Lluis Orriols, a political scientist at Madrid’s Carlos III University, said there were two factors in the current political crisis that could strengthen Vox.

Firstly, he said, surveys suggested “a large number of defections” from the PP are not people who are “likely to abstain or be undecided (in the next general election), but are turning to Vox”.

And the struggle for dominance of the Spanish right is still unresolved.

Galician regional president Alberto Nuñez Feijóo is likely to replace Casado as PP party leader in the coming months. (Photo by MIGUEL RIOPA / AFP)

“Vox is not being restrained, unlike on the left where we see the Socialist party in control of the space which runs from the centre to the extreme left,” he said.

“In the electoral ambit of the conservative voter, Vox is clearly very competitive.”

The popularity of Vox was on show during this month’s regional election in Castilla y León, where the party won 13 seats, up from just one in the previous vote, shattering the PP’s hopes of winning an absolute majority.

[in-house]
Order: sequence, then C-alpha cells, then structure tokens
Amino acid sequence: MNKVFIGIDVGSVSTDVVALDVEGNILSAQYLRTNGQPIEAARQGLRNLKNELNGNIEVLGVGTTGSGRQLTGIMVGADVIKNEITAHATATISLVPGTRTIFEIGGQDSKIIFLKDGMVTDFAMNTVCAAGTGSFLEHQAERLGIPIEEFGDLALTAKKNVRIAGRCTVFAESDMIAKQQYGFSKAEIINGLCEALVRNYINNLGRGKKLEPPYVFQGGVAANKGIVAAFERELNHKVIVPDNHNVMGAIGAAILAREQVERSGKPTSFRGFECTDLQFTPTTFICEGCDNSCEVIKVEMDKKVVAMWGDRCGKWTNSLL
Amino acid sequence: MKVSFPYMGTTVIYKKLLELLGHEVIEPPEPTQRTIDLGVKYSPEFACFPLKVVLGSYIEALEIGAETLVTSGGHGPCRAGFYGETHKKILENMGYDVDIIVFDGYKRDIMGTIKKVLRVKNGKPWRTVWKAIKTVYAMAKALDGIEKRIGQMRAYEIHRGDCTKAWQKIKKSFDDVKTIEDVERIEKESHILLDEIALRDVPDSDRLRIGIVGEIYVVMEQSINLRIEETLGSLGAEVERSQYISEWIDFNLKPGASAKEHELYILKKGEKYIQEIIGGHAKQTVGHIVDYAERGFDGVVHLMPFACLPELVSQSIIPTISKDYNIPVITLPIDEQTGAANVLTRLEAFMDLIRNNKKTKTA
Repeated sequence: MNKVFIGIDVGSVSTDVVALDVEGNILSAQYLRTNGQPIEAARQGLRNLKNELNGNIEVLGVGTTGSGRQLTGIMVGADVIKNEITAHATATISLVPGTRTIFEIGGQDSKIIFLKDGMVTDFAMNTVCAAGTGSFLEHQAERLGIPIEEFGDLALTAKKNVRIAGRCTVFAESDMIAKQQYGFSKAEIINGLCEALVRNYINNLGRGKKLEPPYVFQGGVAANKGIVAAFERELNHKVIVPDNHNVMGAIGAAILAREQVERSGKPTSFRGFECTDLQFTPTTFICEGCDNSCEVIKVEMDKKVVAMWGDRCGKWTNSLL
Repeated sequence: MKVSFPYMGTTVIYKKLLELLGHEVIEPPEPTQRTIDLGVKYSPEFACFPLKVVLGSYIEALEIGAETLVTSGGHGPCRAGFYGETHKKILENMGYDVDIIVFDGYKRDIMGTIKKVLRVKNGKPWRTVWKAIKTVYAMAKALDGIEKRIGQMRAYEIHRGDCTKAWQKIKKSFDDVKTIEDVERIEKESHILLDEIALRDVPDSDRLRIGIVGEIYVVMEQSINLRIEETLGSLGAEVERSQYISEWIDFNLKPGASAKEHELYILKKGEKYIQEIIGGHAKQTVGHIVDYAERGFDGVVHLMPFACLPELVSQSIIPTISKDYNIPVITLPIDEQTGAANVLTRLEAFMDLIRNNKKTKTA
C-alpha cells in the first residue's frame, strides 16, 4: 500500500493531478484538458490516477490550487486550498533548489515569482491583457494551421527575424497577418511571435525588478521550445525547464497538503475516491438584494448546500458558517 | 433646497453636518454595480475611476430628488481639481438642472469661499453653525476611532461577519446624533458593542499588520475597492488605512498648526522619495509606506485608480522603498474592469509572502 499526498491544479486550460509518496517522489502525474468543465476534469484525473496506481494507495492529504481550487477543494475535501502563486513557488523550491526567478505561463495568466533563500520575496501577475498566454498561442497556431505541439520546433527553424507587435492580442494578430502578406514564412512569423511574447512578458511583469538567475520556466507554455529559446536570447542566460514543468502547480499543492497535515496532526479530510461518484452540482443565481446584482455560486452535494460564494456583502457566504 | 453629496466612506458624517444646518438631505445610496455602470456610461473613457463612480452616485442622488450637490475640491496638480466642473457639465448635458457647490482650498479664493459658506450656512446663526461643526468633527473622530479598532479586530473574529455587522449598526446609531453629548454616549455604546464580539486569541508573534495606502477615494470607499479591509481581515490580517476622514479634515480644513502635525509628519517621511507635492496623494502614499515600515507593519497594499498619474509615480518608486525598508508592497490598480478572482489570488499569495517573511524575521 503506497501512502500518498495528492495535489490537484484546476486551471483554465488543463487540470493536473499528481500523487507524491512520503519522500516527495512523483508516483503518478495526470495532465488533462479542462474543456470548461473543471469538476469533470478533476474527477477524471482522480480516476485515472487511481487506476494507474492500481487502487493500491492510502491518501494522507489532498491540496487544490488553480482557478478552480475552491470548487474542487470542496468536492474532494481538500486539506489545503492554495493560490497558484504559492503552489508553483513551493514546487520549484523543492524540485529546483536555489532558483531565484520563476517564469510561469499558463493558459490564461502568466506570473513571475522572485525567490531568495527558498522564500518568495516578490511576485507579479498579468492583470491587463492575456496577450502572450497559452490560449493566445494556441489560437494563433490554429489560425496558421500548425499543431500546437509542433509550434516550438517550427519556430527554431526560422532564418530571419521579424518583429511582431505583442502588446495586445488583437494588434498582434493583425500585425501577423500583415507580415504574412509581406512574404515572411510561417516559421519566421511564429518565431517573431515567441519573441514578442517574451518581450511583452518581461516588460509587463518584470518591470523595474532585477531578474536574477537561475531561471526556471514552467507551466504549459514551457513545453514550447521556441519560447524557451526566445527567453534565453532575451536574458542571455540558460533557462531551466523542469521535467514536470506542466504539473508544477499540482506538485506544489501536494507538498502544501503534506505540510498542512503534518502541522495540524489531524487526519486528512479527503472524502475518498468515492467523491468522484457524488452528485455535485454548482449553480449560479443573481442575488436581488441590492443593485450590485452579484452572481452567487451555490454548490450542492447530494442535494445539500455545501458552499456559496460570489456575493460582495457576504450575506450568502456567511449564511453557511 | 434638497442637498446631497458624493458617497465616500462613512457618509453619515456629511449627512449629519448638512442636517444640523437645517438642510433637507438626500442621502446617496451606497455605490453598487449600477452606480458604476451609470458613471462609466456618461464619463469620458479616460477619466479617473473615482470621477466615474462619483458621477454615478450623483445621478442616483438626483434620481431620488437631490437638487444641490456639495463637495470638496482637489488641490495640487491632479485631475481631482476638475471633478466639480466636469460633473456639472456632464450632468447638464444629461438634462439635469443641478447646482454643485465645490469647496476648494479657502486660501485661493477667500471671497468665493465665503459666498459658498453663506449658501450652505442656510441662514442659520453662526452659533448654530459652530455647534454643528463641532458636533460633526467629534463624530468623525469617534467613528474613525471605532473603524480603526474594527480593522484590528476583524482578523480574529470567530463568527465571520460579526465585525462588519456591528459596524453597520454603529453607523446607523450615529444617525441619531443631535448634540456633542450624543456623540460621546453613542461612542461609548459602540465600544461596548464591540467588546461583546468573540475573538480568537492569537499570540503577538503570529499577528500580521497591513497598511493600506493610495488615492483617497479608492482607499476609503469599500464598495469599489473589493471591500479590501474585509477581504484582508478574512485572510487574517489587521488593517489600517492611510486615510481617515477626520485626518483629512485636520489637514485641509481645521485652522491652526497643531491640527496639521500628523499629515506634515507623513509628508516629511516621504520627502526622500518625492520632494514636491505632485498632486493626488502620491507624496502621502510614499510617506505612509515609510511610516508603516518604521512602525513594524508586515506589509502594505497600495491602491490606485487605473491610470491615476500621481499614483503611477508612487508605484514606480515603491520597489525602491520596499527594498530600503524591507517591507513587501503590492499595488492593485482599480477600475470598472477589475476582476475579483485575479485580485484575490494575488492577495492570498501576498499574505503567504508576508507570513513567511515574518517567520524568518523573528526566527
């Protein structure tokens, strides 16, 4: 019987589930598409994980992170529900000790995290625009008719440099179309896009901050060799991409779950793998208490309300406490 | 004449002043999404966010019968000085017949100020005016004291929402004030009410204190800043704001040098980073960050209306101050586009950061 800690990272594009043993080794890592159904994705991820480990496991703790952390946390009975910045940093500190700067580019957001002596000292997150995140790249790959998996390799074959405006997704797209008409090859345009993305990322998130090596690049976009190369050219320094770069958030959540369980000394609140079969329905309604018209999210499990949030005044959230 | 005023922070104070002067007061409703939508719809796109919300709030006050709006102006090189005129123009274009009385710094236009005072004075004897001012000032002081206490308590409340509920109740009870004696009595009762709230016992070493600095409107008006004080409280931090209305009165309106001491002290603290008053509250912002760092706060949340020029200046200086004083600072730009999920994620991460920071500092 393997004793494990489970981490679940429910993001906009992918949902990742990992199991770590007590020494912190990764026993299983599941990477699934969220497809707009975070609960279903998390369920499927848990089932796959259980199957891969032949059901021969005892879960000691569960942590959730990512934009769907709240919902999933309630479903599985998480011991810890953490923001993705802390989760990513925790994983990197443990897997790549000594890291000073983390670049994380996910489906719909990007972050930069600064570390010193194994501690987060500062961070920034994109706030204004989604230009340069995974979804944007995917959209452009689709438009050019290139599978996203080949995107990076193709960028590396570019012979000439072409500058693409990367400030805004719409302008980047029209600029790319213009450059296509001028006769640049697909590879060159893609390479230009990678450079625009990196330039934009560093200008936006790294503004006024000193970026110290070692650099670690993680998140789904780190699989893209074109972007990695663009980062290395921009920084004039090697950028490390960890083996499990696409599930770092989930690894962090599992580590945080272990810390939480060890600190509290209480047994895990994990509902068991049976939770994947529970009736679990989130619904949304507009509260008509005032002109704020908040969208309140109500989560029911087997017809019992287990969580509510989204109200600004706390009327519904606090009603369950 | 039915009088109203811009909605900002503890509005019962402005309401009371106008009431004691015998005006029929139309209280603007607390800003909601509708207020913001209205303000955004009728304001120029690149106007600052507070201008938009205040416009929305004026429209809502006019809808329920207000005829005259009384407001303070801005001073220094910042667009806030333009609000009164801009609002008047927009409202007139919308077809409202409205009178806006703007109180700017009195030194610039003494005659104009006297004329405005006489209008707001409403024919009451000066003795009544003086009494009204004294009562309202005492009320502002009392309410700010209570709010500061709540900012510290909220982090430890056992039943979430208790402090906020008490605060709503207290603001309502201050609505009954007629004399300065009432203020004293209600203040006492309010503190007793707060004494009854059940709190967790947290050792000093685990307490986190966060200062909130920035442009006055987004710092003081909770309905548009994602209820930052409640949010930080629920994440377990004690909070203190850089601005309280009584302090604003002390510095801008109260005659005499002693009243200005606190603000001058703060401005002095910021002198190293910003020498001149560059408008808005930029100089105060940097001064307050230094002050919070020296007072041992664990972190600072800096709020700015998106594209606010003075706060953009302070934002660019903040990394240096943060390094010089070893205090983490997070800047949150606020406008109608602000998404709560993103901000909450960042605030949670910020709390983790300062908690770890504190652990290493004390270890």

READ MORE: Spain’s far-right Vox party poised to enter Castilla y León government

The PP has time on its side

But the game is not yet over for the PP.

Despite concerns Sanchez would call early elections to make the most of his rival’s weakness, he ruled out any such move on Wednesday.

“We’re not going to bring forward the general election” on the basis of the PP’s “vulnerability”, he said.

“The rise of extreme parties reduces the incentive for early elections,” wrote Anna-Carina Hamker and Mujtaba Rahman, analysts with the Eurasia Group, in a note on the crisis.

With the next election to be held no later than early 2024, analysts said the PP had time to get its house in order — and could even emerge strengthened.

“I imagine it will fight back, it’s not going to waste the political capital it has built up over such a long period of time, being the governing party that it is,” said Roman.

“Casado’s leadership degenerated a lot and most PP voters had little or no confidence in him,” said Orriols.

However, any new leader will have to restrain the “internal pressures” that have torn the party apart and resolve the battle “between the traditional, mainstream conservatives and the free agents who tend to sympathise with the populist far-right”.